Reassessing Liaquat Ali Khan’s role — did he give the Mullah power?


Riaz Shahid

Liaquat Ali Khan was the one to bring for the first time religion into politics. His alliance with the mullahs produced the ‘Objectives Resolution’, which declared Pakistan to be an ‘Islamic state’. Common perception holds Zia or Bhutto responsible for mixing religion and politics, but it was Liaquat Ali Khan under whose leadership mullahs were given entry into politics and the right to decide the fate of the nation

Nawabzada Liaquat Ali Khan was the first prime minister and a founding father of Pakistan. Being the closest lieutenant of Quaid-e-Azam has given him a semi-divine status in Pakistani history. There is, to this date, very little objective assessment of his role as prime minister. I believe this is a folly since Liaquat Ali Khan lived a much longer time compared to Quaid-e-Azam after the birth of Pakistan, and his legacy still shapes Pakistan today in several critical areas.

First and foremost is the fact that Pakistan’s disastrous constitutional history has much to do with Liaquat Ali Khan. He had no constituency in Pakistan. His hometown was left behind in India. Bengalis were a majority in the newly created state of Pakistan and this was a painful reality for him. While India was able to promulgate a constitution by 1950 and hold a first direct election on adult franchise in 1951, the Muslim League under Liaquat Ali Khan scrupulously avoided its responsibility to frame a constitution. The reason was simple. Had a constitution been framed, the Bengali demographic majority would have granted Bengalis political power and Liaquat Ali Khan would have been sent out of the prime minister’s office. The person who would have replaced him would have been Hussain Shaheed Suhrawardy, the most popular political leader of Bengali Muslims and a great stalwart of the freedom movement. He had been chief minister and head of a Muslim League government of United Bengal before partition. Of course, the West Pakistani political elites, particularly those of Punjab, were also against a permanent Bengali majority in the National Assembly. Had Liaquat Ali Khan ignored his personal political interests and respected the ground reality of the Bengali majority, Pakistan might have got itself a workable constitution 60 years back. He was in a position to ignore the Punjabi elites and do the right thing. The Pakistani army was in formative stages and was in no position to challenge civilian authority. All the service chiefs were British.

Liaquat Ali Khan was the one to bring for the first time religion into politics. His alliance with the mullahs produced the ‘Objectives Resolution’, which declared Pakistan to be an ‘Islamic state’. Common perception holds Zia or Bhutto responsible for mixing religion and politics, but it was Liaquat Ali Khan under whose leadership mullahs were given entry into politics and the right to decide the fate of the nation.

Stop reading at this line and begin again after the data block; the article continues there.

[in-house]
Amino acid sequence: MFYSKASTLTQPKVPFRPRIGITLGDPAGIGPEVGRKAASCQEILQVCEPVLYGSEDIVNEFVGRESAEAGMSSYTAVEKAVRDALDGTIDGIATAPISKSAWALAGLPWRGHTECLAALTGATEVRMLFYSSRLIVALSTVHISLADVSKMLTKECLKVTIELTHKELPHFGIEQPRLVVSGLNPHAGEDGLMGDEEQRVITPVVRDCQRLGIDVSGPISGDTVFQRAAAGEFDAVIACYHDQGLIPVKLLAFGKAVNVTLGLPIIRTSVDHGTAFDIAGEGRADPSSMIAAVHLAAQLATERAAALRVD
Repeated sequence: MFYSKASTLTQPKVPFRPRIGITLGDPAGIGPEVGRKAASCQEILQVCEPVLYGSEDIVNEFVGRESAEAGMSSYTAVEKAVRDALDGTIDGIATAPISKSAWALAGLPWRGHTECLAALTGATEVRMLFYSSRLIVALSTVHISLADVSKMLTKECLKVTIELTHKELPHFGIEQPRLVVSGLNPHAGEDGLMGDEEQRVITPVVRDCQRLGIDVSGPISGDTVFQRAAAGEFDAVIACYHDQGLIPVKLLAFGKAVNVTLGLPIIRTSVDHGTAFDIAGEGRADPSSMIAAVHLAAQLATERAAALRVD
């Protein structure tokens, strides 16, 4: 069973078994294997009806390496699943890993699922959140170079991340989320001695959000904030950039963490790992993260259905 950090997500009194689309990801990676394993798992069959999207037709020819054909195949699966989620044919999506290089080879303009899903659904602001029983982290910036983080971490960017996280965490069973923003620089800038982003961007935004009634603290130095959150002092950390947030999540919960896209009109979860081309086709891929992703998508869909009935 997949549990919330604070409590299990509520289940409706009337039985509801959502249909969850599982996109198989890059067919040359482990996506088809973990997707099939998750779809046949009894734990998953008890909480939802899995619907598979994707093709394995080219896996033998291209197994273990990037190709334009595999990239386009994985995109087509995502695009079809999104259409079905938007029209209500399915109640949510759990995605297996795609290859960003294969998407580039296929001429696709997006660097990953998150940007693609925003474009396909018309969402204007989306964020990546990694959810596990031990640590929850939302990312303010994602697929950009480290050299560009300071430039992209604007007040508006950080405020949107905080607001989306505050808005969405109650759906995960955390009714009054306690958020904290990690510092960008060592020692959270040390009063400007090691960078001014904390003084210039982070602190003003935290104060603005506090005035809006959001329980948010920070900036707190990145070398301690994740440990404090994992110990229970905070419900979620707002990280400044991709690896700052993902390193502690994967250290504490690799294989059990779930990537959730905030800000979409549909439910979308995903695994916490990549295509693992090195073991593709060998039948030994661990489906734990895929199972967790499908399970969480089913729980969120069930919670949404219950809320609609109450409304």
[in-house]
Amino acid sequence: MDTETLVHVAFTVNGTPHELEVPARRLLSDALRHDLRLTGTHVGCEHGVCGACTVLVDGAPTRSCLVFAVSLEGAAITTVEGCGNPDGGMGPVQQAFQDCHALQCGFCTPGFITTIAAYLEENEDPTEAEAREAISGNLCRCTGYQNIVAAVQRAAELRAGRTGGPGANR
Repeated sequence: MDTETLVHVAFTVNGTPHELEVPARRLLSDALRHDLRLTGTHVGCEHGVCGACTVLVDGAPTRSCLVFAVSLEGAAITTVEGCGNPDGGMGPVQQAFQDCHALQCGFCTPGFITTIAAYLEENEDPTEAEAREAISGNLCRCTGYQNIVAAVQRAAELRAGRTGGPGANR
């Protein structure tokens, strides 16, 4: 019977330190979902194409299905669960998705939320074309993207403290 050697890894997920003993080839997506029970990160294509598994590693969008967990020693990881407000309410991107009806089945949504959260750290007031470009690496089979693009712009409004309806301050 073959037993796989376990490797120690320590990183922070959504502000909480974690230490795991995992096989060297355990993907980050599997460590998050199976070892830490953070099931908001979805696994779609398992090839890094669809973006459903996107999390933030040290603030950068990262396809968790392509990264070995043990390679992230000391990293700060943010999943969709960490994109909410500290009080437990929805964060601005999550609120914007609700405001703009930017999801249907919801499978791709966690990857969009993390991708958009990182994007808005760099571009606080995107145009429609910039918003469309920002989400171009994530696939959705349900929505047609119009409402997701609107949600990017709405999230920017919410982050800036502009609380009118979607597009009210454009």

Then there is Kashmir. During the initial stages of the Kashmir conflict, Sardar Patel, India’s deputy prime minister, offered Pakistan to exchange Hyderabad Deccan for Kashmir. This fact is corroborated by a host of impeccable sources including Maulana Abul Kalam Azad and Chaudhri Muhammad Ali, Liaquat’s close confidant. The latter has described how this offer was made by the Indians in his masterly biography, The Emergence of Pakistan. Hyderabad Deccan was a gone case from day one. It was surrounded on all sides by the Indians and had a Hindu majority. Kashmir, on the other hand, was Pakistan’s jugular vein and we should have aimed to get it by hook or crook.

Lastly, Liaquat Ali Khan paved the way for Pakistan’s first military dictator. Ayub Khan was merely a colonel in 1947. Quaid-e-Azam had given orders that he will not wear wings for one year and will be transferred to East Pakistan forthwith due to his involvement in looting evacuee gold and silver. No less a person than Sardar Abdur Rab Nishtar had written a report on Ayub Khan’s misconduct. Ayub Khan’s British superiors had given him a horrible ACR for his timidity and refusal to participate in combat in Burma in World War II. Had independence not come about, the British would have retired him early. Most importantly, Ayub Khan had not even taken part in the Kashmir war. Strangely, this bad service record was ignored by Prime Minister Liaquat Ali Khan who also happened to be Pakistan’s first defence minister, and appointed Ayub Khan as Army Chief over two senior generals.

I do not deny that Nawabzada Liaquat Ali Khan played a tremendous role in the creation of Pakistan, but this does not mean that we deify him and not critically analyse his policies and actions.

The writer is a freelance columnist

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